Pole beans begin producing later than bush beans, but they provide a harvest all season, generally until first frost. Watch out for high summertime temperatures because they may not set flowers in the heat, but when the weather cools off slightly in the early fall, look for a ramp-up in production until the cold sets in.
Some plants will give you continuous harvests until warm weather causes them to bolt, or go to flower, and set seed. Once the bolting process begins, the plants become bitter and inedible. The length of your harvest depends on your climate and how fast the heat sets in. Examples of these crops are leafy greens, broccoli, and peas.
Spinach, arugula, lettuce, and other leafy greens prefer cool weather. Spinach, in fact, prefers colder weather and will bolt quicker, so it’s best to get them in the ground as soon as the ground can be worked. In my garden, leafy greens begin bolting when daytime temperatures reach the 80sF consistently. Therefore, I plan my garden to plant summer-loving crops after these cool-weather lovers finish for the spring.
Broccoli is very sensitive to heat as well. When the temperatures outside (and particularly of the soil — keep the area mulched to help that) rise, watch out for the heads to start separating. When this happens they begin producing flowers instead of a harvest.
Peas cease producing flowers in the heat. When temperatures reach the upper 80s in my garden, I know they are done for the season, and I plan to plant warm-weather crops in their place.
With some crops, you can plan on one major harvest. Once they’re mature, you can take them all out and then prepare for another planning in their absence. Examples of one-and-done harvests are root crops and cabbage.
Root crops like potatoes, onions, garlic, carrots and beets usually mature at the same time as the members of their family. For example, all of my garlic will harvest at once (usually early June), the potatoes will harvest at once (usually mid-June for me), and carrots will harvest at once (early July). Because I plan for these harvests and I’ve learned in my climate when this will occur, I can plan for subsequent plantings of different crops.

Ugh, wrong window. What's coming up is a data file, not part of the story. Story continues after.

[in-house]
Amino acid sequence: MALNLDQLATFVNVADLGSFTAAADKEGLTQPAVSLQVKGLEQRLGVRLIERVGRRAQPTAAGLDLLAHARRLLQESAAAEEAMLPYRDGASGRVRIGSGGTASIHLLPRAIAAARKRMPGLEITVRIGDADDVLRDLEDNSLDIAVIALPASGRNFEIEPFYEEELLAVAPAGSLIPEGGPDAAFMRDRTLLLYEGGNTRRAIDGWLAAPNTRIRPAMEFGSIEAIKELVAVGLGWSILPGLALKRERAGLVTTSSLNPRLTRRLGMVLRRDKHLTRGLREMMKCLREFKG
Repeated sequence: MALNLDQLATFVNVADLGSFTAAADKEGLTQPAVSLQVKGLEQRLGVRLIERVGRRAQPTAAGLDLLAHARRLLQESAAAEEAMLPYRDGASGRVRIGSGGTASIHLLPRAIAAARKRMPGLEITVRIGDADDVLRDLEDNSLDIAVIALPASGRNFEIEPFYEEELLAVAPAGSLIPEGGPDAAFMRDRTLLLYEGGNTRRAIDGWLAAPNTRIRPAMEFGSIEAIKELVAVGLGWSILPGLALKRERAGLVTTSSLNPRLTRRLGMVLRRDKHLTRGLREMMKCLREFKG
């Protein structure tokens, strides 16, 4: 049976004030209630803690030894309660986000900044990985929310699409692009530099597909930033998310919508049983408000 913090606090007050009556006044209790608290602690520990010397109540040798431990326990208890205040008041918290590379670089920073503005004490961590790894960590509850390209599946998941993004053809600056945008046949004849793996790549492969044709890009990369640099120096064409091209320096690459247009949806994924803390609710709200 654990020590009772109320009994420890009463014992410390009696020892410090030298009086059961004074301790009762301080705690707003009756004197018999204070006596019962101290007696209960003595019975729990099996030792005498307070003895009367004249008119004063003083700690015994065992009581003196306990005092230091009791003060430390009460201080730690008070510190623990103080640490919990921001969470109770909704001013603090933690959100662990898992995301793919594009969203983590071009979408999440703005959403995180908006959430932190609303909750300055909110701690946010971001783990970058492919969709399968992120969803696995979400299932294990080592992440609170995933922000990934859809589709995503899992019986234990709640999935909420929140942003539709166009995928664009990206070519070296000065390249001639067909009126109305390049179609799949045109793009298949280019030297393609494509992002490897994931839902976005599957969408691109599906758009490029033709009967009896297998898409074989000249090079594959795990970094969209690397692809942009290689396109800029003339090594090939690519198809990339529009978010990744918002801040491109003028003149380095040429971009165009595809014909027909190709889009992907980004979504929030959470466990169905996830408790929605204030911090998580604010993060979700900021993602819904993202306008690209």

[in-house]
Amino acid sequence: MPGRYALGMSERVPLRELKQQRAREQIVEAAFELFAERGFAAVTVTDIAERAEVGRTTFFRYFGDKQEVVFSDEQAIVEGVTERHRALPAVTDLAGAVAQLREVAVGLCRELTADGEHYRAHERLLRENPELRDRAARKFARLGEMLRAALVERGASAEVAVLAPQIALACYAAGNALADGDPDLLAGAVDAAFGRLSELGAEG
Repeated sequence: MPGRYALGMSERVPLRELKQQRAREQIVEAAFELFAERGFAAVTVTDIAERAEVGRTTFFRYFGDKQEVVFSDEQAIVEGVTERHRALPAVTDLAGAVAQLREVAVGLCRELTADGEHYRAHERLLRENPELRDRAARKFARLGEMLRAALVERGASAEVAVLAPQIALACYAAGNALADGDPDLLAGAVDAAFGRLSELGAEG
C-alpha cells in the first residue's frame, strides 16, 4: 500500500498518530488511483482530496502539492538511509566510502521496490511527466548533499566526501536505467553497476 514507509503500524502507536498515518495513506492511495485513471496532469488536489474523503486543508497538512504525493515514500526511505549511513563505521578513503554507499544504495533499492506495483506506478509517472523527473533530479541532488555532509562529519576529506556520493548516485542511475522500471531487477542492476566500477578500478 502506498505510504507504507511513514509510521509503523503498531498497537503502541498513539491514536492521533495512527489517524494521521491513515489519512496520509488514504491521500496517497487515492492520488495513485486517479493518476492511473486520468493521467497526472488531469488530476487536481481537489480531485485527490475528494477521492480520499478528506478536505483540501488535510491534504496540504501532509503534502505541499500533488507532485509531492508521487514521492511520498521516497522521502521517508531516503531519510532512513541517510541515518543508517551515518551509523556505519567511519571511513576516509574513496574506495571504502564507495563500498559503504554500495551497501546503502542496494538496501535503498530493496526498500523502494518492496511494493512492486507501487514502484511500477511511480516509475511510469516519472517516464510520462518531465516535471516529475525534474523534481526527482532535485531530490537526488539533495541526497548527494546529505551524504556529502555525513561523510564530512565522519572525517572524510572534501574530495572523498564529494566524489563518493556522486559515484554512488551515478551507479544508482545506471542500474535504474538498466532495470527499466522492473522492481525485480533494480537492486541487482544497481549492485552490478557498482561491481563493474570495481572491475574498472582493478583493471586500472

Cabbage will also mature and you will harvest the head. Although you can leave the plant in the ground and many varieties will give you smaller heads, most of the time I find it a more efficient use of space to pull it out and plant something else.
How Harvest Periods Help in Garden Planning
Knowing the harvest periods of different plants will help you know how to earmark the space in your garden.
All-season harvests, for example, will command a particular garden space for the entire season. But with quick-burst, all-season, and one-and-done harvests, you can plan to add another crop to that space.
By doing this, you can plan for no bare soil, and instead ensure your garden is in full production all season long.
For the First-Year Gardener
If this is your first season, how do you know how long it will take for any of these crops to harvest?
First, you can look on the seed packet or look up a particular variety online to find the “days to maturity.” For quick-burst harvests, you can add 2-4 weeks to that time to account for harvest time. This will give you a baseline to plan from that first year.
Most of your knowledge, however, will come from observation in your first garden. It’s important for you to take careful notes. While mental notes are better than none, I recommend writing down when you plant what and when they harvest. By doing this, when you plan next year, you’ll have a more accurate idea of how long certain plants take to mature, harvest, or in the case of heat-dependent crops, bolt, in your area.
But whether you’re a first-year gardener or not, fine-tuning your garden planning is a skill you continue to work on each year. But the more you do it, the more efficient you’ll find your garden becoming, and the more you’ll find your garden flourishing in a continuous harvest.